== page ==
Monday, March 9, 2015

Remembering Grandma Hirschy

Four generations
Thirty years ago today my grandmother--Esther Sprunger Hirschy, left this earth. She was almost 97 years old.
Cousin Kae Hirschy Kirkwood graciously gave me permission to share her memories of Grandma.

A Lifetime Ago

I remember it was on a Saturday she died, 30 years ago today. I was 25 years old, single then, and working in the Admissions Office at Geneva College. It seems like a lifetime ago, but I still remember...

I had the privilege of spending a lot of time with Grandma throughout those 25 years, since we lived so close and went to church together. I was blessed in ways some of the other cousins were not, because they were far away in other countries or states, so it truly was a privilege to live less than a mile from Grandma. It would be an unusual day that I did not see her, at least briefly. (I’m glad to say that my son now has a similar opportunity to visit my parents almost daily, as well.)

So many things we did together! We read aloud to each other all through my life—her to me when I was a little girl, and me to her when she was an old lady. Almost every Friday night for a number of years I would spend the night with her. We read books, books, and more books! The Little Colonel Series, Anne of Green Gables and sequels, books about George Washington Carver and other famous Christians and missionaries… (Books we re-read when I was reading to her many years later!) On those Friday nights she used to make her wonderful popcorn for me and give me ice water: I ate and drank and she told me that I was going to get bloated. I probably did! She also let me sit at her desk and cut things out of the Ideals Magazine and glue them onto paper, and she let me type on her electric typewriter. I would watch her comb out her hair and braid it for the night, and take out her dentures and put them in the cup in her bathroom. Then we would crawl into her double bed and listen to Ed and Wendy King’s “Party Line” program on the radio. We loved to try and figure out “the Party Pretzel” question that was announced at 11:00 p.m. and the answer given just before midnight.

It was a special treat for me as a child when Grandma needed to go over into “the big part” of the house—I loved to see all of those missionary trinkets from foreign lands, and the books that belonged mostly to the deRosset family on the old shelves there. I remember Grandma ironing her sheets in the big kitchen on that side of the house. I loved the neat wooden rocker there, and the walk-through coat closet in the living room. It always smelled like ferns in that room, because of the lovely potted fern that grew so well in the window facing the driveway. I loved to go upstairs to the room that had been my dad’s when he was a boy, and to think about him building his crystal set radio and using it in that room. I thought the claw-foot tub in the upstairs bathroom was so cool! I loved the basement, too, where Grandpa Hirschy’s grinding wheel was still attached to the work bench.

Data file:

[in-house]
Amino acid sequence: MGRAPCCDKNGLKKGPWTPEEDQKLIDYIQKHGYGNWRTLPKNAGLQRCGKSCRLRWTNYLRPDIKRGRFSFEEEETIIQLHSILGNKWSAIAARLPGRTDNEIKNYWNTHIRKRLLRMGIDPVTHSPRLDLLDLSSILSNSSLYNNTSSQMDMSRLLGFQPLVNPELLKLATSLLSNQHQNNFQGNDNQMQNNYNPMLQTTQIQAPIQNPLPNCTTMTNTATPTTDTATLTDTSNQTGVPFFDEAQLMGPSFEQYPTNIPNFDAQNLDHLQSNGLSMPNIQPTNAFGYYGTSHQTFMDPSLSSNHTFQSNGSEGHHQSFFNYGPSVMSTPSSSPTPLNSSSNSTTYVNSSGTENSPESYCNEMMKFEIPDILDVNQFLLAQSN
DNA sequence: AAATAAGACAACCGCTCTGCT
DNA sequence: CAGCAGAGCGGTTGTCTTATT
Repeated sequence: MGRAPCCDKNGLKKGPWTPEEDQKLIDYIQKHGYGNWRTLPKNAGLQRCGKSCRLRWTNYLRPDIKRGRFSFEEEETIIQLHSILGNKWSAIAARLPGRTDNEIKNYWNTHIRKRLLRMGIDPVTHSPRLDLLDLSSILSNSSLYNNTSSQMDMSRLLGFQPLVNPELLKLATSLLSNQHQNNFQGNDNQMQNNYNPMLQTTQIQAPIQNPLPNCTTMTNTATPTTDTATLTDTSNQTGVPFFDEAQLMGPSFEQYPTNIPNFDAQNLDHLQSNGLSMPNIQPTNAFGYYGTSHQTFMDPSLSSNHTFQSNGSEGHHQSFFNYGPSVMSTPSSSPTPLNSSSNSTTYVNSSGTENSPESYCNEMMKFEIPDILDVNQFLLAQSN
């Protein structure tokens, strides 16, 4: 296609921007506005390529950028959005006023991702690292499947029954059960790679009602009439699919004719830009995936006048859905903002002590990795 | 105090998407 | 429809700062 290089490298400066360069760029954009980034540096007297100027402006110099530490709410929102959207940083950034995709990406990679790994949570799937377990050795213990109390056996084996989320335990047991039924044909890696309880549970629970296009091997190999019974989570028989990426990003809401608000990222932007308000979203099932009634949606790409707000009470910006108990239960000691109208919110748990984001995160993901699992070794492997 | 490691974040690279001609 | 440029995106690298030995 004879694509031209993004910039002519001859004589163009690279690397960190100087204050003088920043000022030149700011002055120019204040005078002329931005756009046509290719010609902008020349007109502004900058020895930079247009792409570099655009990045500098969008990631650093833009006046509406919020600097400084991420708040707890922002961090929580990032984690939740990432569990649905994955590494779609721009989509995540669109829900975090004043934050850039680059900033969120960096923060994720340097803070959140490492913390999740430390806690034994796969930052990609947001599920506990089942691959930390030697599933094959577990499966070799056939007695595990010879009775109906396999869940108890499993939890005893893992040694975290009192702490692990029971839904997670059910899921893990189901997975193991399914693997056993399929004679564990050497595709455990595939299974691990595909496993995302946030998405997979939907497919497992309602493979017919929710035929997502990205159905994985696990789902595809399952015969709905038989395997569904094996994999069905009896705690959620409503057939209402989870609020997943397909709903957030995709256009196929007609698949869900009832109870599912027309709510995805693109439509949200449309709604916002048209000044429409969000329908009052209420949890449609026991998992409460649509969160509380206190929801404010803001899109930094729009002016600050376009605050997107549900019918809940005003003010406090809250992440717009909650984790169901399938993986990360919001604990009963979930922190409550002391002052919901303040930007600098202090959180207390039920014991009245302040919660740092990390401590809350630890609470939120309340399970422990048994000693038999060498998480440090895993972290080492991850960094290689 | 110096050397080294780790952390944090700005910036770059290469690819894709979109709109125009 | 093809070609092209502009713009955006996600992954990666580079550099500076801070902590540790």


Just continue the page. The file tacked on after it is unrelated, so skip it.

Other things….Grandma let me play dress-up in some of her dresses. We played Chinese Checkers; picked strawberries, sweet peas, and nasturtiums; walked to church together, and to the P.O. and to “the A-P Store” (she never called it the A & P like everyone else did, it was always “the A-P Store”). She taught me how to take sermon notes. She let me pray (on my knees) with her and the other senior citizen ladies (also on their knees) at Wednesday night prayer meeting. She would come to our house on Thursday evenings to watch “The Waltons” with us—I guess she didn’t have a TV at that time. Grandma was a favorite with my dog, Nicki, even though Grandma had a fondness for her own big old cat, Mittens.

We took Grandma on trips to Berne and other places with us—it always made the trips more fun and interesting. We played games in the car, finding things that started with each letter of the alphabet. She knew everyone in Berne, and could show us all around the points of interest.